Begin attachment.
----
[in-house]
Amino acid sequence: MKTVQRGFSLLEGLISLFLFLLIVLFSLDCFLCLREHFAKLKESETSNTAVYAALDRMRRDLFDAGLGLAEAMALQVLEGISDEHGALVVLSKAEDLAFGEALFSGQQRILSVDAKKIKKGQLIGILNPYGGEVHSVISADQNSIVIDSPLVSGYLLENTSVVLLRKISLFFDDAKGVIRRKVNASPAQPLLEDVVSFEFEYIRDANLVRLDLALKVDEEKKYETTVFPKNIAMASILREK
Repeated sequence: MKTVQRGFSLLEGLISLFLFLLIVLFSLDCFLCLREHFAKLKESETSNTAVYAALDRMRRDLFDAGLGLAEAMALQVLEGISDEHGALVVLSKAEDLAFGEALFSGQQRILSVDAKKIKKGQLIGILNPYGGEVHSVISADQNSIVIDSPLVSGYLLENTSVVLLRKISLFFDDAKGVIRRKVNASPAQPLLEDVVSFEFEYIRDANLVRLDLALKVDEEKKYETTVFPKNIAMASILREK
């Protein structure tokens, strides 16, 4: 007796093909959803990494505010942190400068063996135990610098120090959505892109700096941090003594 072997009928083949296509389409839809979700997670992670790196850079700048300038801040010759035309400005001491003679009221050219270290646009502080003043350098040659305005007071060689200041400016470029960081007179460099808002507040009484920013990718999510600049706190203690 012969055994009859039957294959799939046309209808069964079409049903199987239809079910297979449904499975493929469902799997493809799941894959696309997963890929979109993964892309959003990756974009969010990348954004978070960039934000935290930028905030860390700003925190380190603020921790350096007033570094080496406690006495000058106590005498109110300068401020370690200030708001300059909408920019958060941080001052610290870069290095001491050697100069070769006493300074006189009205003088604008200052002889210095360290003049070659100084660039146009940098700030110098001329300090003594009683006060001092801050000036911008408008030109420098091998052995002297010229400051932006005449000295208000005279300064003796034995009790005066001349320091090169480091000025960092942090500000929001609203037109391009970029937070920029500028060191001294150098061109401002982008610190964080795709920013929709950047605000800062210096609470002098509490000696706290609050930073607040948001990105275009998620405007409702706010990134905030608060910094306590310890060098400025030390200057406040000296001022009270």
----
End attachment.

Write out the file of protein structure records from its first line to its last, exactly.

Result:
[in-house]
Amino acid sequence: MKTVQRGFSLLEGLISLFLFLLIVLFSLDCFLCLREHFAKLKESETSNTAVYAALDRMRRDLFDAGLGLAEAMALQVLEGISDEHGALVVLSKAEDLAFGEALFSGQQRILSVDAKKIKKGQLIGILNPYGGEVHSVISADQNSIVIDSPLVSGYLLENTSVVLLRKISLFFDDAKGVIRRKVNASPAQPLLEDVVSFEFEYIRDANLVRLDLALKVDEEKKYETTVFPKNIAMASILREK
Repeated sequence: MKTVQRGFSLLEGLISLFLFLLIVLFSLDCFLCLREHFAKLKESETSNTAVYAALDRMRRDLFDAGLGLAEAMALQVLEGISDEHGALVVLSKAEDLAFGEALFSGQQRILSVDAKKIKKGQLIGILNPYGGEVHSVISADQNSIVIDSPLVSGYLLENTSVVLLRKISLFFDDAKGVIRRKVNASPAQPLLEDVVSFEFEYIRDANLVRLDLALKVDEEKKYETTVFPKNIAMASILREK
């Protein structure tokens, strides 16, 4: 007796093909959803990494505010942190400068063996135990610098120090959505892109700096941090003594 072997009928083949296509389409839809979700997670992670790196850079700048300038801040010759035309400005001491003679009221050219270290646009502080003043350098040659305005007071060689200041400016470029960081007179460099808002507040009484920013990718999510600049706190203690 012969055994009859039957294959799939046309209808069964079409049903199987239809079910297979449904499975493929469902799997493809799941894959696309997963890929979109993964892309959003990756974009969010990348954004978070960039934000935290930028905030860390700003925190380190603020921790350096007033570094080496406690006495000058106590005498109110300068401020370690200030708001300059909408920019958060941080001052610290870069290095001491050697100069070769006493300074006189009205003088604008200052002889210095360290003049070659100084660039146009940098700030110098001329300090003594009683006060001092801050000036911008408008030109420098091998052995002297010229400051932006005449000295208000005279300064003796034995009790005066001349320091090169480091000025960092942090500000929001609203037109391009970029937070920029500028060191001294150098061109401002982008610190964080795709920013929709950047605000800062210096609470002098509490000696706290609050930073607040948001990105275009998620405007409702706010990134905030608060910094306590310890060098400025030390200057406040000296001022009270």